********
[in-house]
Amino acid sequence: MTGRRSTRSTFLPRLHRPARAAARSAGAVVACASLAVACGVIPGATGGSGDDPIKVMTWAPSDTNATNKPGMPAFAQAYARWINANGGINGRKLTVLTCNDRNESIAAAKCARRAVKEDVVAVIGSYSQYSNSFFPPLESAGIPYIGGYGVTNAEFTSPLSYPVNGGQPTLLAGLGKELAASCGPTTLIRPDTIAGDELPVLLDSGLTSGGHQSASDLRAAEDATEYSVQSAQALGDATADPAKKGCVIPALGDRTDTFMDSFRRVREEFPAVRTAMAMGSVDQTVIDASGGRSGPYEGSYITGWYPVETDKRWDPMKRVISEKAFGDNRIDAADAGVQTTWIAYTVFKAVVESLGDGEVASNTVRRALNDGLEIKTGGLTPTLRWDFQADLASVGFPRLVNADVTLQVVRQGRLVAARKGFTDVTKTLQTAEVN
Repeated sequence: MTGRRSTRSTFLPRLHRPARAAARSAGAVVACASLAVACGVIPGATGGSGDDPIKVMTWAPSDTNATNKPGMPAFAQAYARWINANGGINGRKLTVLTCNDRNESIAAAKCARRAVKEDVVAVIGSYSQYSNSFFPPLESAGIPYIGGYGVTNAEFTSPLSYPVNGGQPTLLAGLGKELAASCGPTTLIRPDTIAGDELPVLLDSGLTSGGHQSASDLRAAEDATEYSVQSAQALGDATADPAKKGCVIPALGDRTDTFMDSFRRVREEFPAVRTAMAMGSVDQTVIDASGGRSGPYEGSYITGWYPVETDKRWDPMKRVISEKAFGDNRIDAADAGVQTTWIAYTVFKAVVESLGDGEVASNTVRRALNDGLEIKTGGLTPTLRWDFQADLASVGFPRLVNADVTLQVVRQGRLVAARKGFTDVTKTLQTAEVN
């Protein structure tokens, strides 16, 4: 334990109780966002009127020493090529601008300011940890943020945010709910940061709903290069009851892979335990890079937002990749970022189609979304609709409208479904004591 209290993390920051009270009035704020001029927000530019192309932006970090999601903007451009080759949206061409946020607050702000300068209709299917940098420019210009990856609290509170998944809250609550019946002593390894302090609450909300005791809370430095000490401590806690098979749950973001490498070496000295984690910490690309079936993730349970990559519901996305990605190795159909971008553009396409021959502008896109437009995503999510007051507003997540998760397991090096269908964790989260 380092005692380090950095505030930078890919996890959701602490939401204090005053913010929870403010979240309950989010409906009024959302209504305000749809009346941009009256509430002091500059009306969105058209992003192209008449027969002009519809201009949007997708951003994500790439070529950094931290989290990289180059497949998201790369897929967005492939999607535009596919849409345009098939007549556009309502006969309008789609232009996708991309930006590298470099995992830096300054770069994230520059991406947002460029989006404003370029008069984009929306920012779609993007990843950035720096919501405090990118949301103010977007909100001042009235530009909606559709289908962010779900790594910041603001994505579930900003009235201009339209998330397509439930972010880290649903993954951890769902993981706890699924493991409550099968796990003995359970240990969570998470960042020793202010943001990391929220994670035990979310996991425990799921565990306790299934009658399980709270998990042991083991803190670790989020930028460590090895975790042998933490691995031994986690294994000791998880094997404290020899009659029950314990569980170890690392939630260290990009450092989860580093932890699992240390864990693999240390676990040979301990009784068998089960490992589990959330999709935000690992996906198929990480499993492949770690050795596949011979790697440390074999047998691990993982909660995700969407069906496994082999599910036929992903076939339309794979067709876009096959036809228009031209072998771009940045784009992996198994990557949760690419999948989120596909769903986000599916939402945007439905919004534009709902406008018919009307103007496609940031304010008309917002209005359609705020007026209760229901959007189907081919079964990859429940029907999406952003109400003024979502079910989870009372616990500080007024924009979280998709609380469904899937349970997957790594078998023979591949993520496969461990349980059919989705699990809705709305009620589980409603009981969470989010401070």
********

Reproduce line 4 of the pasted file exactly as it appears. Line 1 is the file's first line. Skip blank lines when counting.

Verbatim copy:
């Protein structure tokens, strides 16, 4: 334990109780966002009127020493090529601008300011940890943020945010709910940061709903290069009851892979335990890079937002990749970022189609979304609709409208479904004591 209290993390920051009270009035704020001029927000530019192309932006970090999601903007451009080759949206061409946020607050702000300068209709299917940098420019210009990856609290509170998944809250609550019946002593390894302090609450909300005791809370430095000490401590806690098979749950973001490498070496000295984690910490690309079936993730349970990559519901996305990605190795159909971008553009396409021959502008896109437009995503999510007051507003997540998760397991090096269908964790989260 380092005692380090950095505030930078890919996890959701602490939401204090005053913010929870403010979240309950989010409906009024959302209504305000749809009346941009009256509430002091500059009306969105058209992003192209008449027969002009519809201009949007997708951003994500790439070529950094931290989290990289180059497949998201790369897929967005492939999607535009596919849409345009098939007549556009309502006969309008789609232009996708991309930006590298470099995992830096300054770069994230520059991406947002460029989006404003370029008069984009929306920012779609993007990843950035720096919501405090990118949301103010977007909100001042009235530009909606559709289908962010779900790594910041603001994505579930900003009235201009339209998330397509439930972010880290649903993954951890769902993981706890699924493991409550099968796990003995359970240990969570998470960042020793202010943001990391929220994670035990979310996991425990799921565990306790299934009658399980709270998990042991083991803190670790989020930028460590090895975790042998933490691995031994986690294994000791998880094997404290020899009659029950314990569980170890690392939630260290990009450092989860580093932890699992240390864990693999240390676990040979301990009784068998089960490992589990959330999709935000690992996906198929990480499993492949770690050795596949011979790697440390074999047998691990993982909660995700969407069906496994082999599910036929992903076939339309794979067709876009096959036809228009031209072998771009940045784009992996198994990557949760690419999948989120596909769903986000599916939402945007439905919004534009709902406008018919009307103007496609940031304010008309917002209005359609705020007026209760229901959007189907081919079964990859429940029907999406952003109400003024979502079910989870009372616990500080007024924009979280998709609380469904899937349970997957790594078998023979591949993520496969461990349980059919989705699990809705709305009620589980409603009981969470989010401070």